Retinal Vein Occlusion
BRANCH RETINAL VEIN OCCLUSION:
Main risk factors:
What to consider in under 50?
Myeloproliferative disease – polycythaemia, abnromal plasma protein (myeloma)
Acquired hypercoagulable states – raised homocysteine levels, lupus anticoagulant, antiphospholipid antibodies
Inhired hypercoagulable states – Factor V Leiden mutation, protein C or S deficiency, antithrombin deficiency, Factor VII deficiency
Inflammation – Behcet syndrome, sarcoidosis, Wegener’s granulomatosis, Goodpasture syndrome
Others – CRF, secondary HTN (Cushing syndrome), secondary hyperlipidaemia (hypothyroidism), orbital disease, dehydration.
FBC / U+E / ESR / PV / TFT / glucose / cholesterol
Plasma protein electrophoresis
Other test to consider:
Thrombophilia screen – thrombin time, prothrombin time, activated partial thromboplastin time, protein C & S, factor V Leiden mutation, prothrombin mutation, anticardiolipin antibody (IgG and IgM), lupus anticoagulant
Autoantibodies – rheumatoid factor, ANA, anti-DNA antibody
Variable VA presentation.
Flame-shaped +/- dot blot haemorrhages with retinal oedema and cotton wool spots
Investigations: OCT, FFA, OCTA
6 months – 50% VA 6/12 or better.
25% less than 6/60 vision.
Complications of RVO:
Chronic macular oedema
Neovascularisation – 40% of eyes > 5 disc diameter of non-perfusion.
Medical treatment – treat systemic risk factor or hypercoagulable state (anticoagulant)
Laser treatment – BVOS: macular laser after 3-6 months observation, good macular perfusion and vision 6/12 or worse. PRP if signs of neovascularisation.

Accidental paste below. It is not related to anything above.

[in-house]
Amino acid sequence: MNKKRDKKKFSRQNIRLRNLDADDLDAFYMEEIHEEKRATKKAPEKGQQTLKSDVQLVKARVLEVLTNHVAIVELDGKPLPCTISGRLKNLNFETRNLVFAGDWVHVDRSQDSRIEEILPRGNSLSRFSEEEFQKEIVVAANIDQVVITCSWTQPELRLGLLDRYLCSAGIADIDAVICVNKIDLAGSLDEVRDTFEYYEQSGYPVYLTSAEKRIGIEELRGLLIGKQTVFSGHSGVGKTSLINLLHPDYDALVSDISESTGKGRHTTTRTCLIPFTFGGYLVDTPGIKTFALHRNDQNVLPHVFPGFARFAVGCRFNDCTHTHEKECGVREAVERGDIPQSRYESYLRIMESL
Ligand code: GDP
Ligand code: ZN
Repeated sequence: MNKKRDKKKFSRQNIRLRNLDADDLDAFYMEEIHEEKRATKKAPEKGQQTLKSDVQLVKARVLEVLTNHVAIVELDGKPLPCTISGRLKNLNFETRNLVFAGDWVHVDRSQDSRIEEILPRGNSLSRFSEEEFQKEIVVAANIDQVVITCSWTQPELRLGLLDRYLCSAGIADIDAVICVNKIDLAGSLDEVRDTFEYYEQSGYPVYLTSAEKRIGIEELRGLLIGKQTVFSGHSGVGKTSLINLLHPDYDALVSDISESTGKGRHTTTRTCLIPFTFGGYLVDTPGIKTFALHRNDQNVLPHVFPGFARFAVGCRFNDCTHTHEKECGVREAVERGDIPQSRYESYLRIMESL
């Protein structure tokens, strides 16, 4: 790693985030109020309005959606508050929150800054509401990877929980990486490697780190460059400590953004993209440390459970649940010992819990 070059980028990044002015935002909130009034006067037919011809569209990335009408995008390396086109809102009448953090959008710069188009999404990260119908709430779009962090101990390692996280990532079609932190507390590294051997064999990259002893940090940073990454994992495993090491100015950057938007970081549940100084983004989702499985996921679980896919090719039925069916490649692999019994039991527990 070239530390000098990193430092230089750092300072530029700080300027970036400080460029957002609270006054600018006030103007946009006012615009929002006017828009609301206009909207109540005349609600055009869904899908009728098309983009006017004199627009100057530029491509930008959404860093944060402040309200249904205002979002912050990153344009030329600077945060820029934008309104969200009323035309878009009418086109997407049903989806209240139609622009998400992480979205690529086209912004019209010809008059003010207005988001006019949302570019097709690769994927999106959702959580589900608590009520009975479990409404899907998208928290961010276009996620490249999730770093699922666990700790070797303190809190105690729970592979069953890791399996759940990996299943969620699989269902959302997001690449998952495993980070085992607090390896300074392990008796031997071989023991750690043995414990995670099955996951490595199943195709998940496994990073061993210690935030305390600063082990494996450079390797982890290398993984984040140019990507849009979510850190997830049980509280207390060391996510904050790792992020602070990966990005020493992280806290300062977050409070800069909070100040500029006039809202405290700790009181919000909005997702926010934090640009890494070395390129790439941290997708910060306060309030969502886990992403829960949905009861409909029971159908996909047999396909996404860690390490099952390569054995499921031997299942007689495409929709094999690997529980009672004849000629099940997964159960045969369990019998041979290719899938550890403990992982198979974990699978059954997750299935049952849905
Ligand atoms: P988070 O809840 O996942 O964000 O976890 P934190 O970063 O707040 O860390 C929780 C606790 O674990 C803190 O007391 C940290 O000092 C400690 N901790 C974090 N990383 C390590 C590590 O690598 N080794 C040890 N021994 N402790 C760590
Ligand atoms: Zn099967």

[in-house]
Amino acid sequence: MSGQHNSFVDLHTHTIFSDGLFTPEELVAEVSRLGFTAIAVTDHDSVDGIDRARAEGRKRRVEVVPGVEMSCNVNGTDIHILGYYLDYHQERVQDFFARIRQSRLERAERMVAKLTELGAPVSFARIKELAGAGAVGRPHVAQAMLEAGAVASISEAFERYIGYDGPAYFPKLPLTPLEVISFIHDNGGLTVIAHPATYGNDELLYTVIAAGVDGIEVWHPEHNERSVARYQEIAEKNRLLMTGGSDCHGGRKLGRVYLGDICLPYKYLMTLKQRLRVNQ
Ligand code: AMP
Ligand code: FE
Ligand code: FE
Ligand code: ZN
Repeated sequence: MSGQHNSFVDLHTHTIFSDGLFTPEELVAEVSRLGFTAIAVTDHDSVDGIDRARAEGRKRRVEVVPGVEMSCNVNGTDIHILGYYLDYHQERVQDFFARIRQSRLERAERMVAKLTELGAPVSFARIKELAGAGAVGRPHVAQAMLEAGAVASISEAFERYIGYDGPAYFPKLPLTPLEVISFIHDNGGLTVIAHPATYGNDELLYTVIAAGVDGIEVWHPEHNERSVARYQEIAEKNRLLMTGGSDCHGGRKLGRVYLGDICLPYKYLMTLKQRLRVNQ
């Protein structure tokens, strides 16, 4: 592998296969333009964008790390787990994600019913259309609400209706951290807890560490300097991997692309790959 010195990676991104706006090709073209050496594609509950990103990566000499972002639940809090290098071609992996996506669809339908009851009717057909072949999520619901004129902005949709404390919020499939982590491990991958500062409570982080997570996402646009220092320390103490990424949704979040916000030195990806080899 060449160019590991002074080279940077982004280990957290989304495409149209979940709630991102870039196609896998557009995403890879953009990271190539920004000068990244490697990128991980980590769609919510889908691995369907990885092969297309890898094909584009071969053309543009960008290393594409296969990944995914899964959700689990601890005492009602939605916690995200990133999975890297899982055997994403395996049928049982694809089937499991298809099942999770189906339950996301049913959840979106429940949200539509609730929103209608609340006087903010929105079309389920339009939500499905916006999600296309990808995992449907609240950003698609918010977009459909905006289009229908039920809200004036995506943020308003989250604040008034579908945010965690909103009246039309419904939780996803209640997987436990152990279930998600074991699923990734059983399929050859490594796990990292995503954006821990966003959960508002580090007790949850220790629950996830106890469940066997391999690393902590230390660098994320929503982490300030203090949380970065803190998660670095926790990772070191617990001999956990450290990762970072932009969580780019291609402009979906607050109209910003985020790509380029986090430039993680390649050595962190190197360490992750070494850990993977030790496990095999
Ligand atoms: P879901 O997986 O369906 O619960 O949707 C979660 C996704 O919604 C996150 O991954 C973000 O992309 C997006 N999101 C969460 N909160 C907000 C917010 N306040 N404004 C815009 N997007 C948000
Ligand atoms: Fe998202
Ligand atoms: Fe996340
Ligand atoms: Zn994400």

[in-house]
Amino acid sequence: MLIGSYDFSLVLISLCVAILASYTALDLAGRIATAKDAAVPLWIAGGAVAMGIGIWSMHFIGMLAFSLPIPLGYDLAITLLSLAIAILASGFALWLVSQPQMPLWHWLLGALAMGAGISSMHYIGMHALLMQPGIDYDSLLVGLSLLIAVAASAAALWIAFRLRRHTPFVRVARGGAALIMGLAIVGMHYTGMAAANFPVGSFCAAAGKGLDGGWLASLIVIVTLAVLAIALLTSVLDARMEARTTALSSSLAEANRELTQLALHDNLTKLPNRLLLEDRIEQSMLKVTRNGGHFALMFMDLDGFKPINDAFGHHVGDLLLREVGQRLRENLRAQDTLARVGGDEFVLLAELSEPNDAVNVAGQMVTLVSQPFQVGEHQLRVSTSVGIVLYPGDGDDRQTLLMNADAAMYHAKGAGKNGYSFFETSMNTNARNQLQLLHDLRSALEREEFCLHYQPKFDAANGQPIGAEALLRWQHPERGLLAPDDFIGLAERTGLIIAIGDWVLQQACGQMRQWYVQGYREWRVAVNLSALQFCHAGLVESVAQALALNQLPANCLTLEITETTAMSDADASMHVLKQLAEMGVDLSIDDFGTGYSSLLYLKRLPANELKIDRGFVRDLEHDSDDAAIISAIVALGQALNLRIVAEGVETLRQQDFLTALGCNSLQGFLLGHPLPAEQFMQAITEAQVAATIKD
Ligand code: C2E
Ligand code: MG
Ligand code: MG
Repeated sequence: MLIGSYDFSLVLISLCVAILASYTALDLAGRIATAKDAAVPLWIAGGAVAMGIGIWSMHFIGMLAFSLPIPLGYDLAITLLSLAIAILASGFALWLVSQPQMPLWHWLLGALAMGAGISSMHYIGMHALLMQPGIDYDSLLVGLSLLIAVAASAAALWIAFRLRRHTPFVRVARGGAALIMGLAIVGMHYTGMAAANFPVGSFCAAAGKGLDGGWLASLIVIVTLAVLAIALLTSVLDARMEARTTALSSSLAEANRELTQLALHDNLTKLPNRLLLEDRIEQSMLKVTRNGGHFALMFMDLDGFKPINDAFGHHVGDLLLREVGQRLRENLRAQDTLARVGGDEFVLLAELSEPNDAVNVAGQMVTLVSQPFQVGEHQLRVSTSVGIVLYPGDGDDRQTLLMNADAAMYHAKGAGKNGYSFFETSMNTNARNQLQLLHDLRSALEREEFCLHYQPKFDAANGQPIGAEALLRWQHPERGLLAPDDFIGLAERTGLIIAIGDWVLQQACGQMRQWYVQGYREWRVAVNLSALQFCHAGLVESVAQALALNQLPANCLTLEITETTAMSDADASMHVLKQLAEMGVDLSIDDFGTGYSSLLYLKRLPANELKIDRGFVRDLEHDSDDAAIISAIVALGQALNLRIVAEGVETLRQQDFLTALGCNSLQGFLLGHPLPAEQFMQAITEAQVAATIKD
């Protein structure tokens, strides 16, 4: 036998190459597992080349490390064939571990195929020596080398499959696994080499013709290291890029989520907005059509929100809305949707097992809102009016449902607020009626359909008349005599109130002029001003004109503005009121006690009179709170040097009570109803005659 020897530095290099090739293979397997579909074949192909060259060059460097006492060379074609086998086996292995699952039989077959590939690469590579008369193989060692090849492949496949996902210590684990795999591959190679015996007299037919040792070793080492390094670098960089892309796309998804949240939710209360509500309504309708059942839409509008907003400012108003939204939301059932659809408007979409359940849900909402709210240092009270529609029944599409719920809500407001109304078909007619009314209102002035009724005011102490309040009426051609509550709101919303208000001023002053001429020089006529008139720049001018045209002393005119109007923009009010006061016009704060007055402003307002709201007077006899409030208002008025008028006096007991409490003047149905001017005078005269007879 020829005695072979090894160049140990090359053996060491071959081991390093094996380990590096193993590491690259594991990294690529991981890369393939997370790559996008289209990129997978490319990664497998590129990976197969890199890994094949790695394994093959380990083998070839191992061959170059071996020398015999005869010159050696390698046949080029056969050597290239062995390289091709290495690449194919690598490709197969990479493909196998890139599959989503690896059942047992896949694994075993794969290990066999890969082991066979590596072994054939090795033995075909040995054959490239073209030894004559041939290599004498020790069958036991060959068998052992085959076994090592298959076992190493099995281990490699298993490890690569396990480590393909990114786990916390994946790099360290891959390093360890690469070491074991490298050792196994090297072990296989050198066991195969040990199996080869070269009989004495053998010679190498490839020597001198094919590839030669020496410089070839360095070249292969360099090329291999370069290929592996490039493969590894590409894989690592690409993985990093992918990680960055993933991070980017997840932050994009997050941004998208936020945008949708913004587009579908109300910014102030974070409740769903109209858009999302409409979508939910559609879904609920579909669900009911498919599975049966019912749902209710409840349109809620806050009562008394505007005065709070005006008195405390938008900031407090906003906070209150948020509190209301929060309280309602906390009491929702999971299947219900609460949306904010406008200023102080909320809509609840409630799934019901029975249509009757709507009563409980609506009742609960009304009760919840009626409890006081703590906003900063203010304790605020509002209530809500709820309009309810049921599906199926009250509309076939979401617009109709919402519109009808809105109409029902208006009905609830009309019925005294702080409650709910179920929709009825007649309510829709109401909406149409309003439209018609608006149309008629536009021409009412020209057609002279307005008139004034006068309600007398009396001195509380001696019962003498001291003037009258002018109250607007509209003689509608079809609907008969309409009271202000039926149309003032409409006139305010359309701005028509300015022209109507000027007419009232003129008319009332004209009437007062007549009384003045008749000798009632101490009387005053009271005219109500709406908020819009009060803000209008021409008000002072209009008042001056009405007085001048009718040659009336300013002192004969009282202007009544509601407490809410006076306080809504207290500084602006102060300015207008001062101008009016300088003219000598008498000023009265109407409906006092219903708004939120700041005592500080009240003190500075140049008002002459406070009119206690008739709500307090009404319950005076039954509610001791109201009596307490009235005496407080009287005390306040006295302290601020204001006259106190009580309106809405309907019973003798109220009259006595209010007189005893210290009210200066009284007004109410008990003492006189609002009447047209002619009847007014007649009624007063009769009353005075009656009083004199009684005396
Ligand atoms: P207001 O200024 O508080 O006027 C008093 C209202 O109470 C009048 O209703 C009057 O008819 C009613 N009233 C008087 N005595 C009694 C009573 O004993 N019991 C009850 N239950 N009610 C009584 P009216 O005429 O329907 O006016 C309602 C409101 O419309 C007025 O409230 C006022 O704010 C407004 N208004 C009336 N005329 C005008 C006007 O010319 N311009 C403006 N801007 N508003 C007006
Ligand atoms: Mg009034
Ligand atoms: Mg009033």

Steroid treatment – SCORE: only use IVTA in refractory and pseudophakic cases; GENEVA: Ozurdex for macular oedema (last 3 months)
Anti-VEGF treatment – BRVO (ranibizumab) study – ranibizumab is superior to laser for macular oedema ; BRIGHTER study – ranibizumab + laser made no difference to macular oedema ; BERVOLT study – bevacizumab is safe for macular oedema associated BRVO ; VIBRANT study – aflibercept is superior to laser for macular oedema
Surgical treatment – PPV for BRVO related vitreous haemorrhage or tractional retinal detachment.
Pathway for treatment:
Observe for 2-3 months for VA progression and neovascularisation
Macular oedema present – anti VEGF for first 3 months then see response.
If not improving macular oedema – consider steroid treatment
If still not response – consider grid macular laser.
If signs of neovascularisation – PRP
CENTRAL RETINAL VEIN OCCLUSION:
Demographics: Usually unilateral; M=F; >65 years old; Annual risk of 1% in fellow eye.
Sudden painless loss of vision
Check for NVI and NVA (NVA appears in 12% on first presentation)
Raised IOP – risk NVG – ‘100 day glaucoma – neovascularisation within 3 months of CRVO‘
Flame shaped & Dot/blot haemorrhages in all 4 quadrants of retina
Other changes in retina – macular oedema, cotton wool spots, optic disc oedema, vitreous haemorrhage or NVD/NVE.
Chronic changes (6-12 months) – collaterals, venous sheathing & sclerosis at site of obstruction, RPE changes or ERM.
Investigations: FFA; OCT
Central retinal vein occlusion study (CVOS):
Visual acuity 6/12 or better – maintained their vision.
Poor visual acuity presentation (6/60 or worse) – 20% improvement chance.
NVA without NVI in 12% of cases.
Perfused (non-ischaemic) 80% cases vs. Non-perfused (ischaemic) 20% cases.
Primary treatment – Systemic treatment (BP, DM); hypercoagulable states.
Macular oedema treatment – observation (first few weeks); SCORE study (IVTA useful – this study led to to the use of Ozurdex); CRUISE study (ranibizumab use – RETAIN study shows ranibizumab use maintain condition in < 1/2 patients at 4 years); COPERNICUS & GALILEO study (aflibercept use maintain vision long-term when used early); Bevacizumab (off license use)
Neovascularisation treatment: PRP for signs of NVI/NVA/NVD/NVE; topical/systemic anti-glaucoma agents; cycloplegic agents; surgery if IOP uncontrolled; anti-VEGF prior to PRP as adjunct (note: PRP best perform within a week after anti-VEGF).
Non-clearing vitreous haemorrhage: PPV + endolaser PRP.